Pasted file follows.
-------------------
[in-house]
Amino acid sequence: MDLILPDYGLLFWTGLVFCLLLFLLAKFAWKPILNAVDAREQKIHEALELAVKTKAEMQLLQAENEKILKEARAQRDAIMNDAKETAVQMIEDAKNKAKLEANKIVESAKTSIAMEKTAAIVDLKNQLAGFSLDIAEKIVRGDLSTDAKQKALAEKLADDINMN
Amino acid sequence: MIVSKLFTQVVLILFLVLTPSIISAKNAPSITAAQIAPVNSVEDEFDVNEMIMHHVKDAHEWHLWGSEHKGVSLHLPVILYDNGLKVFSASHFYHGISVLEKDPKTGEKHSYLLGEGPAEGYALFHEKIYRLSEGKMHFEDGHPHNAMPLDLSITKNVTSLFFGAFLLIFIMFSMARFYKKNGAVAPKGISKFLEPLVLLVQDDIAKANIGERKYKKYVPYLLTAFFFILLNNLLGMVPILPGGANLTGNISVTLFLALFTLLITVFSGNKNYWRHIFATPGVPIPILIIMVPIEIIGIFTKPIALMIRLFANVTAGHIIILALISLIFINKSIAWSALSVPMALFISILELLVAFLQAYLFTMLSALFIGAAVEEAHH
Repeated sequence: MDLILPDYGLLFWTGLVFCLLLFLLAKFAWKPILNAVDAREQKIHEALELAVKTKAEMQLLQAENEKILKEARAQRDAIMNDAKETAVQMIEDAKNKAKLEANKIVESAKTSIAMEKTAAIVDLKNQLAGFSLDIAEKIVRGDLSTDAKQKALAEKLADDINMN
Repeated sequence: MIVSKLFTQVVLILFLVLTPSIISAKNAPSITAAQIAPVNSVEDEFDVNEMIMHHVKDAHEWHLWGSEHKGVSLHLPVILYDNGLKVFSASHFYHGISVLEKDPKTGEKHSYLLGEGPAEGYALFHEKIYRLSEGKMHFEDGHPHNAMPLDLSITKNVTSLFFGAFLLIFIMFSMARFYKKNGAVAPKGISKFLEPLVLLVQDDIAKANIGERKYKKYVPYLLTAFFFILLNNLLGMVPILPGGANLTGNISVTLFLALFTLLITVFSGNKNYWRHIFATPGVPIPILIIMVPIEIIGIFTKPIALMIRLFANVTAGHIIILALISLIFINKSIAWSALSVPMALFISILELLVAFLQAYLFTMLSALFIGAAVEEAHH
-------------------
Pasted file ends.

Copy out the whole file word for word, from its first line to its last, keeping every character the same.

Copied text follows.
[in-house]
Amino acid sequence: MDLILPDYGLLFWTGLVFCLLLFLLAKFAWKPILNAVDAREQKIHEALELAVKTKAEMQLLQAENEKILKEARAQRDAIMNDAKETAVQMIEDAKNKAKLEANKIVESAKTSIAMEKTAAIVDLKNQLAGFSLDIAEKIVRGDLSTDAKQKALAEKLADDINMN
Amino acid sequence: MIVSKLFTQVVLILFLVLTPSIISAKNAPSITAAQIAPVNSVEDEFDVNEMIMHHVKDAHEWHLWGSEHKGVSLHLPVILYDNGLKVFSASHFYHGISVLEKDPKTGEKHSYLLGEGPAEGYALFHEKIYRLSEGKMHFEDGHPHNAMPLDLSITKNVTSLFFGAFLLIFIMFSMARFYKKNGAVAPKGISKFLEPLVLLVQDDIAKANIGERKYKKYVPYLLTAFFFILLNNLLGMVPILPGGANLTGNISVTLFLALFTLLITVFSGNKNYWRHIFATPGVPIPILIIMVPIEIIGIFTKPIALMIRLFANVTAGHIIILALISLIFINKSIAWSALSVPMALFISILELLVAFLQAYLFTMLSALFIGAAVEEAHH
Repeated sequence: MDLILPDYGLLFWTGLVFCLLLFLLAKFAWKPILNAVDAREQKIHEALELAVKTKAEMQLLQAENEKILKEARAQRDAIMNDAKETAVQMIEDAKNKAKLEANKIVESAKTSIAMEKTAAIVDLKNQLAGFSLDIAEKIVRGDLSTDAKQKALAEKLADDINMN
Repeated sequence: MIVSKLFTQVVLILFLVLTPSIISAKNAPSITAAQIAPVNSVEDEFDVNEMIMHHVKDAHEWHLWGSEHKGVSLHLPVILYDNGLKVFSASHFYHGISVLEKDPKTGEKHSYLLGEGPAEGYALFHEKIYRLSEGKMHFEDGHPHNAMPLDLSITKNVTSLFFGAFLLIFIMFSMARFYKKNGAVAPKGISKFLEPLVLLVQDDIAKANIGERKYKKYVPYLLTAFFFILLNNLLGMVPILPGGANLTGNISVTLFLALFTLLITVFSGNKNYWRHIFATPGVPIPILIIMVPIEIIGIFTKPIALMIRLFANVTAGHIIILALISLIFINKSIAWSALSVPMALFISILELLVAFLQAYLFTMLSALFIGAAVEEAHH